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    What’s in store for agricultural markets

    Tariffs, threatening trade wars, droughts, and global politics are affecting our agricultural markets. Steve Freed, vice president of Grain Research for ADM Investor Services, was the guest speaker at The Chicago Farmers’ November 12 meeting and he shared his opinion on what the future holds for agriculture.

    Factors affecting prices, according to Freed:

    • Weather, the 2018 droughts in Argentina, Brazil, Europe, and former Soviet Union created a premium in pricing.
    • macro-economic conditions such as tariffs, which began taking the premium out of the market place.
    • effects on the Chinese economy are causing volatility in the stock market.
    • algorithm trading (90 percent of trading is done with algorithm trading).
    • balance of payments and trade deficit; the United States exported a lot of production to
      China in the 1980s and today the U.S. does not have the labor or the ability to replace it. China has to buy $200 billion worth of goods from the U.S. to balance trade.

    Freed noted that the global demand for grain increases each year and grain production increases to meet this demand. In November, the price of wheat was $5, corn was at $3.60, and soybeans were at $8.60. “Regionally, farmers should use these prices,” said Freed.

    He noted that the Chinese will continue to consume grain at a record pace. At the same time, world wheat and corn stocks are at a record high.

    Freed said that the world is eating more meat, which means there is a need for more protein, such as soybean meal, to feed that situation. Additionally, wheat production is growing.

    “The bad news is that the United States is losing its share of the corn and soybean markets and this will continue into 2019,” said Freed.

    He said that it is forecast that Argentina and Brazil will bounce back to record production in 2019. Brazil already has planted soybean crops that could be ready to ship in January. “It is possible that we might be able to sell soybeans to China in January if there is a resolution to the trade problem,” said Freed.

    Freed noted that with the drop in soybean prices, it is expected that farmers will switch to corn. It is anticipated that 93 million acres will be devoted to corn in the United States versus the current 89 million acres.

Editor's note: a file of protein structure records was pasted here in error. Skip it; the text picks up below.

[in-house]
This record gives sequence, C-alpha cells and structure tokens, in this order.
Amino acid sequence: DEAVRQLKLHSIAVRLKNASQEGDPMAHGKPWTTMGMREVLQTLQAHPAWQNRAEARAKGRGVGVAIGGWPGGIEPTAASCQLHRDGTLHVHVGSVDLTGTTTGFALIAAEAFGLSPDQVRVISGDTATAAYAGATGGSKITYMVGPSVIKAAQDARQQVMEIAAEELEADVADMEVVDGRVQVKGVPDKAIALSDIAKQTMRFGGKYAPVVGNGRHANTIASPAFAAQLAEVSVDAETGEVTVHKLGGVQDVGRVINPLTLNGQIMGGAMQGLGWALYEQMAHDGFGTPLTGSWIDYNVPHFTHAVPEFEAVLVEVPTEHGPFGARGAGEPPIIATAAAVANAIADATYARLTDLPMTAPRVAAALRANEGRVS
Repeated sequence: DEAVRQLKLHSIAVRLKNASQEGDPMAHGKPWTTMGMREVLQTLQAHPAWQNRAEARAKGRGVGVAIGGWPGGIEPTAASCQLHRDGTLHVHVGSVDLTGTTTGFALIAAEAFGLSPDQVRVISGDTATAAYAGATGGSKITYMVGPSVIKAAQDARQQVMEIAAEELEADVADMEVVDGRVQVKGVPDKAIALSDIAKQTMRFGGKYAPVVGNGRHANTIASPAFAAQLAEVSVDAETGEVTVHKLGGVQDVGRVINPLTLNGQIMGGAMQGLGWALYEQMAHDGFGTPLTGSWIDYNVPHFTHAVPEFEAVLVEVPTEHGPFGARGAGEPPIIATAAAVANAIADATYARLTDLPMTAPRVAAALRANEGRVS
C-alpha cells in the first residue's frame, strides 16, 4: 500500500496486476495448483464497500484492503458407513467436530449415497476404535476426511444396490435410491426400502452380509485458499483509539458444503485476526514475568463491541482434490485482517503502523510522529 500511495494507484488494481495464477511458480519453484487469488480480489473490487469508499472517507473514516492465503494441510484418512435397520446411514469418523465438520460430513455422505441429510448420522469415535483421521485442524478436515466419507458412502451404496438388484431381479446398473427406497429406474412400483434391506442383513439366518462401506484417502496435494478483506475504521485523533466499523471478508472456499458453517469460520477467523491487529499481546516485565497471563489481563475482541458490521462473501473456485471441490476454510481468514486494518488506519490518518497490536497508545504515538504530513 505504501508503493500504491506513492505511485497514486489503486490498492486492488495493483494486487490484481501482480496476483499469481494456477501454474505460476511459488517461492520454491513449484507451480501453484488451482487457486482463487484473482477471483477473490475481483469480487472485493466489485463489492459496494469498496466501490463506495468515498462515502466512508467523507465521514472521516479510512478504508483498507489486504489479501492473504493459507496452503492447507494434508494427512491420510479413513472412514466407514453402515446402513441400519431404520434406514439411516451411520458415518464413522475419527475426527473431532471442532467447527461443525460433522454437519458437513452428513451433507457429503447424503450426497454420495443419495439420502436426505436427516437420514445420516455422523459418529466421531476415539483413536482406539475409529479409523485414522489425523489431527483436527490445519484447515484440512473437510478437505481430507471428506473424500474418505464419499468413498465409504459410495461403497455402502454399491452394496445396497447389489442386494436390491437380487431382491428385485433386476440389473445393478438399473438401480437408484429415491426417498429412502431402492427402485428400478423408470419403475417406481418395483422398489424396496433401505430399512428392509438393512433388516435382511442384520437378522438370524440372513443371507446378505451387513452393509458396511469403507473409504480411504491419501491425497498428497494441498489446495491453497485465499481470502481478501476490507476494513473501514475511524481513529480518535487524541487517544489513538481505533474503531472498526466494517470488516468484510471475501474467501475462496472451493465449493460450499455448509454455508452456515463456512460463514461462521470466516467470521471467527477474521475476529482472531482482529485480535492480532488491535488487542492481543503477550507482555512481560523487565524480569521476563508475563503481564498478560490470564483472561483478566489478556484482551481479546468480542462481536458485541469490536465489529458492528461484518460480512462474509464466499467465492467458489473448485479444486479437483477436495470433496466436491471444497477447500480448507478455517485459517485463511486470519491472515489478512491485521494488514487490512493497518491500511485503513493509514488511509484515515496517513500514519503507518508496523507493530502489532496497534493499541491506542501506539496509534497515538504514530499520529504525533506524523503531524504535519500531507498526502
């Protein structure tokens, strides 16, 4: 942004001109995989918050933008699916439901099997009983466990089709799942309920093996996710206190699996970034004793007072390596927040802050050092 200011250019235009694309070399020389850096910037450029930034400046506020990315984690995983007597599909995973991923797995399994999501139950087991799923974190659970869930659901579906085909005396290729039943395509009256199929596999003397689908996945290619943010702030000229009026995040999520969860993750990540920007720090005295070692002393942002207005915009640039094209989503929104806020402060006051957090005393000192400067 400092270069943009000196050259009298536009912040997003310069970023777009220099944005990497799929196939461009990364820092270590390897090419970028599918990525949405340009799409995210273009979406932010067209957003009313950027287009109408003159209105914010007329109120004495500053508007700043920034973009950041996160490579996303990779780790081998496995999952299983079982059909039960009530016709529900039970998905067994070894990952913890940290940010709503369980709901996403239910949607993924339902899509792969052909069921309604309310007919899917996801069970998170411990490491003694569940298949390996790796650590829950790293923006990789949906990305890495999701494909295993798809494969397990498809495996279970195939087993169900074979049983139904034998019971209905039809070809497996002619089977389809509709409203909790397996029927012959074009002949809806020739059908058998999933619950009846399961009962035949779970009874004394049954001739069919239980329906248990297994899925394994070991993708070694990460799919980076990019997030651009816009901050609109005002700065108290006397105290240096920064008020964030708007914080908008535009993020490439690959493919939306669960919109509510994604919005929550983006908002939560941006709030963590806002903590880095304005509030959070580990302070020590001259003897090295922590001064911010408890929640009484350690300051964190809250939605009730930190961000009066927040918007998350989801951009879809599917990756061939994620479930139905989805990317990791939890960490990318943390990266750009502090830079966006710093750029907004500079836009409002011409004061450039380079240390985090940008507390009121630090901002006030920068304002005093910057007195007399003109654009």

He went on to say that he did not think there would be a deal between the United States and China at the G20 meeting on November 30; however, if there is, beans could be at $9.00, if not $7.75.

    Russia has taken over the wheat market and has produced 80 million tons of wheat. Freed noted that agriculture is 17 percent of the Russian GDP. In the United States it is less than two percent. “The Russian’s goal is to increase its wheat production to 100 million tons. If they do, we don’t need to produce as much,” related Freed.

    He noted that China’s economic growth is slowing. It will try to stimulate its economy, which would happen through a deal with the United States. “The Chinese economy is slowing. China may need a deal in 2019 to help its economy.”

    Regarding soybeans, Brazil ships 77 million tons of soybeans a year and the United States ships 52 million tons. China is the biggest buyer of soybeans in the world and the government is attempting to reduce its need for soybeans by encouraging the Chinese people to eat fish. Last year, the United States shipped 28 million tons of soybeans to China.

    Freed said the market does not forecast an increase in farms’ net income in the United States. Costs are increasing and farmers are not seeing the returns on their yields.

    Freed said the 2030 farm structure will change. “The farmer will have to be a CEO and have a strong grasp of technology to be successful. I think we will see more of a connection between farmers and the companies that will benefit from the farms’ output,” he said.

     “The United States farmer is the best farmer in the world, but Brazil is catching up,” said Freed. “Outside of the United States there is a lot of growth in yield technology and costs are less in other countries.”

    Freed said that growth for agriculture is flat. He noted, “I don’t see substantial growth for at least the next 10 years.”